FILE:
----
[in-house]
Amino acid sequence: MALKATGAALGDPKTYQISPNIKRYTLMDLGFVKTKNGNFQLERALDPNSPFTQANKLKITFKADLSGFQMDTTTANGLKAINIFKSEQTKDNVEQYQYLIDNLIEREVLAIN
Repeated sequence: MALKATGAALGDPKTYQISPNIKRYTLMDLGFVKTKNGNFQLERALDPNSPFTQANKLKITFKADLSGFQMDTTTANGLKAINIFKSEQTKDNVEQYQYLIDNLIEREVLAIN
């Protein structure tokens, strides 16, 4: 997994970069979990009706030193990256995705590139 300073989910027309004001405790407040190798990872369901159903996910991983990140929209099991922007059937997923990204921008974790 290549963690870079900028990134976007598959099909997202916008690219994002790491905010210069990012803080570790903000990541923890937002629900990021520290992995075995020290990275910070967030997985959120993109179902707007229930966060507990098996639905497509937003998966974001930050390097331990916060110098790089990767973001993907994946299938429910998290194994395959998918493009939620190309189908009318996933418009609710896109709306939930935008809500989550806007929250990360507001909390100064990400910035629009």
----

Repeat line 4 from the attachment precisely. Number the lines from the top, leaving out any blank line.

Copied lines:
């Protein structure tokens, strides 16, 4: 997994970069979990009706030193990256995705590139 300073989910027309004001405790407040190798990872369901159903996910991983990140929209099991922007059937997923990204921008974790 290549963690870079900028990134976007598959099909997202916008690219994002790491905010210069990012803080570790903000990541923890937002629900990021520290992995075995020290990275910070967030997985959120993109179902707007229930966060507990098996639905497509937003998966974001930050390097331990916060110098790089990767973001993907994946299938429910998290194994395959998918493009939620190309189908009318996933418009609710896109709306939930935008809500989550806007929250990360507001909390100064990400910035629009």